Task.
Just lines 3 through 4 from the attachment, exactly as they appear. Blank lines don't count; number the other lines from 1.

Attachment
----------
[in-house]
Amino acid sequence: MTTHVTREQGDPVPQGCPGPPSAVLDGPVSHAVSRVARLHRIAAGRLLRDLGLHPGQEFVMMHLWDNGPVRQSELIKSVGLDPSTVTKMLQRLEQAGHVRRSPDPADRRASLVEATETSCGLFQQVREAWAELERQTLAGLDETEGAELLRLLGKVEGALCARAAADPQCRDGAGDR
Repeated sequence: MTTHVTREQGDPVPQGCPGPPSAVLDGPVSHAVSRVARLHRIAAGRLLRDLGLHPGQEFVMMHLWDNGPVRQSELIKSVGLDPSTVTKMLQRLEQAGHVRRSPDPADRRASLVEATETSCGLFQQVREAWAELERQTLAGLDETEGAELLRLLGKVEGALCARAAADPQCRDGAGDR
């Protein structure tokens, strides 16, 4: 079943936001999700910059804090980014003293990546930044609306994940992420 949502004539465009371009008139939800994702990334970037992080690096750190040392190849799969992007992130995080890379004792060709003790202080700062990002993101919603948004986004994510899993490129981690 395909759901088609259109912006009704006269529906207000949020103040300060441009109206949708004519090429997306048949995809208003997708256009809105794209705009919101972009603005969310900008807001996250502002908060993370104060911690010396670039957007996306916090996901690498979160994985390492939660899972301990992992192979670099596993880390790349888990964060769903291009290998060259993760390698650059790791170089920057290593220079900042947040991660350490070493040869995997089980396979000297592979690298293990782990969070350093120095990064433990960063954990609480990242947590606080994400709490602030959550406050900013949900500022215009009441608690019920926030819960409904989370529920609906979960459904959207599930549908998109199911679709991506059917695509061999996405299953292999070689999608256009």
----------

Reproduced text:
Repeated sequence: MTTHVTREQGDPVPQGCPGPPSAVLDGPVSHAVSRVARLHRIAAGRLLRDLGLHPGQEFVMMHLWDNGPVRQSELIKSVGLDPSTVTKMLQRLEQAGHVRRSPDPADRRASLVEATETSCGLFQQVREAWAELERQTLAGLDETEGAELLRLLGKVEGALCARAAADPQCRDGAGDR
């Protein structure tokens, strides 16, 4: 079943936001999700910059804090980014003293990546930044609306994940992420 949502004539465009371009008139939800994702990334970037992080690096750190040392190849799969992007992130995080890379004792060709003790202080700062990002993101919603948004986004994510899993490129981690 395909759901088609259109912006009704006269529906207000949020103040300060441009109206949708004519090429997306048949995809208003997708256009809105794209705009919101972009603005969310900008807001996250502002908060993370104060911690010396670039957007996306916090996901690498979160994985390492939660899972301990992992192979670099596993880390790349888990964060769903291009290998060259993760390698650059790791170089920057290593220079900042947040991660350490070493040869995997089980396979000297592979690298293990782990969070350093120095990064433990960063954990609480990242947590606080994400709490602030959550406050900013949900500022215009009441608690019920926030819960409904989370529920609906979960459904959207599930549908998109199911679709991506059917695509061999996405299953292999070689999608256009």